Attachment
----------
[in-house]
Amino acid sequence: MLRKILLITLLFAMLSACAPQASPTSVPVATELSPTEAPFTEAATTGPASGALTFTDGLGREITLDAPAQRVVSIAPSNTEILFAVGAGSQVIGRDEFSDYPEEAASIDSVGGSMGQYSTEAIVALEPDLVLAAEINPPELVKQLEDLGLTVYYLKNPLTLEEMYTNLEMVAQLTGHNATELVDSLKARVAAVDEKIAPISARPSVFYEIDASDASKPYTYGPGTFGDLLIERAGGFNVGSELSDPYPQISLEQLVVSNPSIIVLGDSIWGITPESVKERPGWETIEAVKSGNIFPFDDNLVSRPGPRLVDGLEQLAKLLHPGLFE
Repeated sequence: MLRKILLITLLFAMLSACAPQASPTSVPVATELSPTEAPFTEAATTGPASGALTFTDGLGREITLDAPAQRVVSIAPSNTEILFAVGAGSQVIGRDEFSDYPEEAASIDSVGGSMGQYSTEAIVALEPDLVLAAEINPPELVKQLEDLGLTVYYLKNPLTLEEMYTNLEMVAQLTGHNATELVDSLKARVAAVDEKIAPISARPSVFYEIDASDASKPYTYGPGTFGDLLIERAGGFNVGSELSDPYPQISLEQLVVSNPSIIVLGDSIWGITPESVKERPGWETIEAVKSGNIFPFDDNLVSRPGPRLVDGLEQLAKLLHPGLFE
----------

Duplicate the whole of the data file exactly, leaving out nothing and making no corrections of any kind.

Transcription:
[in-house]
Amino acid sequence: MLRKILLITLLFAMLSACAPQASPTSVPVATELSPTEAPFTEAATTGPASGALTFTDGLGREITLDAPAQRVVSIAPSNTEILFAVGAGSQVIGRDEFSDYPEEAASIDSVGGSMGQYSTEAIVALEPDLVLAAEINPPELVKQLEDLGLTVYYLKNPLTLEEMYTNLEMVAQLTGHNATELVDSLKARVAAVDEKIAPISARPSVFYEIDASDASKPYTYGPGTFGDLLIERAGGFNVGSELSDPYPQISLEQLVVSNPSIIVLGDSIWGITPESVKERPGWETIEAVKSGNIFPFDDNLVSRPGPRLVDGLEQLAKLLHPGLFE
Repeated sequence: MLRKILLITLLFAMLSACAPQASPTSVPVATELSPTEAPFTEAATTGPASGALTFTDGLGREITLDAPAQRVVSIAPSNTEILFAVGAGSQVIGRDEFSDYPEEAASIDSVGGSMGQYSTEAIVALEPDLVLAAEINPPELVKQLEDLGLTVYYLKNPLTLEEMYTNLEMVAQLTGHNATELVDSLKARVAAVDEKIAPISARPSVFYEIDASDASKPYTYGPGTFGDLLIERAGGFNVGSELSDPYPQISLEQLVVSNPSIIVLGDSIWGITPESVKERPGWETIEAVKSGNIFPFDDNLVSRPGPRLVDGLEQLAKLLHPGLFE